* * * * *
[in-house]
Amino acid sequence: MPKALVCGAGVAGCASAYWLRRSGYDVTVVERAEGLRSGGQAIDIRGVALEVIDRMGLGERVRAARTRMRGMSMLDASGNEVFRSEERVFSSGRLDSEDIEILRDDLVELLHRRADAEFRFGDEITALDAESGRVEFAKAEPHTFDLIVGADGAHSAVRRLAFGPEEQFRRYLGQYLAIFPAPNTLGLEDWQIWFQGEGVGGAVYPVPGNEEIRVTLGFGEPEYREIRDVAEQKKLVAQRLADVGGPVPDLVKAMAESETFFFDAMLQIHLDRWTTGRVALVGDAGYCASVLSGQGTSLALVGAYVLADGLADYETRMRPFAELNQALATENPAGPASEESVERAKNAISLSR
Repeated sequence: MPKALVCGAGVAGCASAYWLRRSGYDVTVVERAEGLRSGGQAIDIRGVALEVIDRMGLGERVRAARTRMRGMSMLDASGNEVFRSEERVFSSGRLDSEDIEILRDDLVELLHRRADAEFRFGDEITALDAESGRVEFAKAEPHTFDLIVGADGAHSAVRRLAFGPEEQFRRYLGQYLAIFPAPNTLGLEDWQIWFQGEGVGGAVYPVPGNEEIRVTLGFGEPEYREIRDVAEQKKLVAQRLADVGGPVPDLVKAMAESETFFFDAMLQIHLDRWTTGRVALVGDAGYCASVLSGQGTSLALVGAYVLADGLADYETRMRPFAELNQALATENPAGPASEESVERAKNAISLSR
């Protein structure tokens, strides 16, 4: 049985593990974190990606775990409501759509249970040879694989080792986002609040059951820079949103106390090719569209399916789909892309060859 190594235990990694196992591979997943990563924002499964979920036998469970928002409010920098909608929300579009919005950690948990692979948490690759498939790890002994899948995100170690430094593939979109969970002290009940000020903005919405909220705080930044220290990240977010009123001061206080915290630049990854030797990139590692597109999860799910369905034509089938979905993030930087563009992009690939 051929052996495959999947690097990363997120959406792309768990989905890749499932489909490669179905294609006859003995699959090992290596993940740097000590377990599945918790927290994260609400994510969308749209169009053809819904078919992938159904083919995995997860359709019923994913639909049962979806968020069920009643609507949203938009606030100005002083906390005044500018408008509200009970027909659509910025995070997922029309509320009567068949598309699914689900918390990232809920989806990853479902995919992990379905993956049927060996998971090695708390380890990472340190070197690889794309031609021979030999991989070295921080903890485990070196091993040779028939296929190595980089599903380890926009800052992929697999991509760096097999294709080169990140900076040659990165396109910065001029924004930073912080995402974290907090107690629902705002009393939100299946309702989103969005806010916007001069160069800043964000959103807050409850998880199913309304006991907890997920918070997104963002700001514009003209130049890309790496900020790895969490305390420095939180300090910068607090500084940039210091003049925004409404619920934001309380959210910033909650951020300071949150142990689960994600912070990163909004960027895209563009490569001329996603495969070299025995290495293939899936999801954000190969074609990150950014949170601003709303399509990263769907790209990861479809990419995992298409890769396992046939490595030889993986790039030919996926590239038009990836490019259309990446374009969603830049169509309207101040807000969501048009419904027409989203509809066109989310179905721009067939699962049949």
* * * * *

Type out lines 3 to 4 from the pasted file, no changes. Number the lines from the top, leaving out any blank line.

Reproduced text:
Repeated sequence: MPKALVCGAGVAGCASAYWLRRSGYDVTVVERAEGLRSGGQAIDIRGVALEVIDRMGLGERVRAARTRMRGMSMLDASGNEVFRSEERVFSSGRLDSEDIEILRDDLVELLHRRADAEFRFGDEITALDAESGRVEFAKAEPHTFDLIVGADGAHSAVRRLAFGPEEQFRRYLGQYLAIFPAPNTLGLEDWQIWFQGEGVGGAVYPVPGNEEIRVTLGFGEPEYREIRDVAEQKKLVAQRLADVGGPVPDLVKAMAESETFFFDAMLQIHLDRWTTGRVALVGDAGYCASVLSGQGTSLALVGAYVLADGLADYETRMRPFAELNQALATENPAGPASEESVERAKNAISLSR
């Protein structure tokens, strides 16, 4: 049985593990974190990606775990409501759509249970040879694989080792986002609040059951820079949103106390090719569209399916789909892309060859 190594235990990694196992591979997943990563924002499964979920036998469970928002409010920098909608929300579009919005950690948990692979948490690759498939790890002994899948995100170690430094593939979109969970002290009940000020903005919405909220705080930044220290990240977010009123001061206080915290630049990854030797990139590692597109999860799910369905034509089938979905993030930087563009992009690939 051929052996495959999947690097990363997120959406792309768990989905890749499932489909490669179905294609006859003995699959090992290596993940740097000590377990599945918790927290994260609400994510969308749209169009053809819904078919992938159904083919995995997860359709019923994913639909049962979806968020069920009643609507949203938009606030100005002083906390005044500018408008509200009970027909659509910025995070997922029309509320009567068949598309699914689900918390990232809920989806990853479902995919992990379905993956049927060996998971090695708390380890990472340190070197690889794309031609021979030999991989070295921080903890485990070196091993040779028939296929190595980089599903380890926009800052992929697999991509760096097999294709080169990140900076040659990165396109910065001029924004930073912080995402974290907090107690629902705002009393939100299946309702989103969005806010916007001069160069800043964000959103807050409850998880199913309304006991907890997920918070997104963002700001514009003209130049890309790496900020790895969490305390420095939180300090910068607090500084940039210091003049925004409404619920934001309380959210910033909650951020300071949150142990689960994600912070990163909004960027895209563009490569001329996603495969070299025995290495293939899936999801954000190969074609990150950014949170601003709303399509990263769907790209990861479809990419995992298409890769396992046939490595030889993986790039030919996926590239038009990836490019259309990446374009969603830049169509309207101040807000969501048009419904027409989203509809066109989310179905721009067939699962049949």